Considering that it’s about a dying man, Don’t Cry for Me by Daniel Black is incredibly alive. The novel’s simple format—letters that offer decades of retrospection—makes for incredible storytelling, and readers will be invested from page one.
Jacob Swinton is dying of lung cancer. In his last few months, he decides to write to his estranged gay son, Isaac. Through these letters, Jacob not only atones for his past behavior but also chronicles the Swinton family history from the time of American slavery until the early 2000s. His recollections of growing up on his grandparents’ farm in rural Arkansas range from loving memories of baking a cake with his grandmother to devastating revelations of abuse at his grandfather’s hand.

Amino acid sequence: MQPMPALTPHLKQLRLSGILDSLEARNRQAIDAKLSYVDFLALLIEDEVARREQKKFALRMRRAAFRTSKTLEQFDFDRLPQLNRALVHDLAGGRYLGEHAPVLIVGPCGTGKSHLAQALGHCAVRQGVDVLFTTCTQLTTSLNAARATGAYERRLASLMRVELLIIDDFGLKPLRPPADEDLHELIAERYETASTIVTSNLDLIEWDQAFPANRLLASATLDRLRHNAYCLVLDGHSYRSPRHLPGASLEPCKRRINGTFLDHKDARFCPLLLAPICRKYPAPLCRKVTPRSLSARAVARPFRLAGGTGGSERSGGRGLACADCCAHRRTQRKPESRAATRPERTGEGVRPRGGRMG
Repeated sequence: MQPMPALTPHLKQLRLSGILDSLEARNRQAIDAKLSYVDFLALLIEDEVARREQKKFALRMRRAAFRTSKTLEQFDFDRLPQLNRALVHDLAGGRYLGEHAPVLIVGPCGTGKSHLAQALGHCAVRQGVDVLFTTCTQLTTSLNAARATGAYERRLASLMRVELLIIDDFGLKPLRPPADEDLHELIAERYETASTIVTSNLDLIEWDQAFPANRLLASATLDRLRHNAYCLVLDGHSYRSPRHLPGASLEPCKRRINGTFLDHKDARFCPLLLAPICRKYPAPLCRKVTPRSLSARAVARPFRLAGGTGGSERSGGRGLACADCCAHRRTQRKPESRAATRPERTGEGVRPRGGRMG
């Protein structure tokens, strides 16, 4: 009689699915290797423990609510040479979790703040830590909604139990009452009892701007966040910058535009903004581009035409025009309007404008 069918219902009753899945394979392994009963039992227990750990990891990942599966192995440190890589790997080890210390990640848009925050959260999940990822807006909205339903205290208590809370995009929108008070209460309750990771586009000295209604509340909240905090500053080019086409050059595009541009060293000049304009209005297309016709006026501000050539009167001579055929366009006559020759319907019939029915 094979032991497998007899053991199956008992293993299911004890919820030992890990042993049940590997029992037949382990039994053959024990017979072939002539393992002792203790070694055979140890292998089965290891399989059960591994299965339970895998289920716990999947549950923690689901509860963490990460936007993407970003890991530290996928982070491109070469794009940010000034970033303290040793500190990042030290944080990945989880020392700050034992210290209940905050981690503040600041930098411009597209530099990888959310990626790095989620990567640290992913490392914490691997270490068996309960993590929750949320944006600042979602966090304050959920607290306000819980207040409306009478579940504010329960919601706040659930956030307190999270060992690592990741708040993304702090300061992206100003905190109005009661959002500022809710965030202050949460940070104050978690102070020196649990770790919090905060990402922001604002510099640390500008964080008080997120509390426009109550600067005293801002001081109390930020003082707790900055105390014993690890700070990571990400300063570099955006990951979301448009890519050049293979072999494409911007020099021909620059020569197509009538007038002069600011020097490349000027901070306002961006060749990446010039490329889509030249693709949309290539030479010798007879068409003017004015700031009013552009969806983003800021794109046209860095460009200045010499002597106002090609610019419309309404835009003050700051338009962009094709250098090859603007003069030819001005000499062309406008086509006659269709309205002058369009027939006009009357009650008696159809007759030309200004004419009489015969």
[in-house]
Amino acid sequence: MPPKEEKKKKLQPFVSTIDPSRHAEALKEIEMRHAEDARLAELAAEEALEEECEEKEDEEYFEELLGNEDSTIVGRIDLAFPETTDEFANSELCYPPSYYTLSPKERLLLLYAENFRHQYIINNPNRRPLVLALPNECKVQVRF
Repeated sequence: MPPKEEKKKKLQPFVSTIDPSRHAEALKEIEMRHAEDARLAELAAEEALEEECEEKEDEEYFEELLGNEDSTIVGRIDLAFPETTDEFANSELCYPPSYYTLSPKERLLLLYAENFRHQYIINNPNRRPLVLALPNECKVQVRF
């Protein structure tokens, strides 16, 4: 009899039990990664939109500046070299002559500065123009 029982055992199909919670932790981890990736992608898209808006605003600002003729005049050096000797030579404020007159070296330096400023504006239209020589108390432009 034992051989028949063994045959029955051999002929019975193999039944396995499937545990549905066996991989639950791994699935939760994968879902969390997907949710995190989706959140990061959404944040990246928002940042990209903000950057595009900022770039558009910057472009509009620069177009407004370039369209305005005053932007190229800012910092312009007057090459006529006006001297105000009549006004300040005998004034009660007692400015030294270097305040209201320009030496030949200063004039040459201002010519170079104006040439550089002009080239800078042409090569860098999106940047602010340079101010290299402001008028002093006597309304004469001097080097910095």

Jacob’s heartbreak is palpable as he recounts his story, and his deathbed serves as a vantage point from which he can both see his wrongdoings and also forgive himself for them. To his credit, he confronts his mistakes head-on. He did the best he could, but that doesn’t change the fact that he rejected Isaac for being gay and destroyed his chances at having a relationship with him.
Jacob is terribly lonely, kept company only by the books that open his mind but also sharpen his understanding of how wrong he has been. By reading the words of Malcolm X and Alice Walker, he discovers new pride in his Black ancestors and confronts decades of toxic masculinity and generational trauma. He feels shame for how he has treated women while understanding that it was learned behavior, passed down by the men before him.
But these are letters, not a conversation with his son, so despite Jacob’s change of heart, it’s all too late. The damage has been done.
An accomplished author of six previous novels, Black has crafted a memorable, poignant story that explores themes of regret, legacy and family—and yet remains perfectly balanced through it all.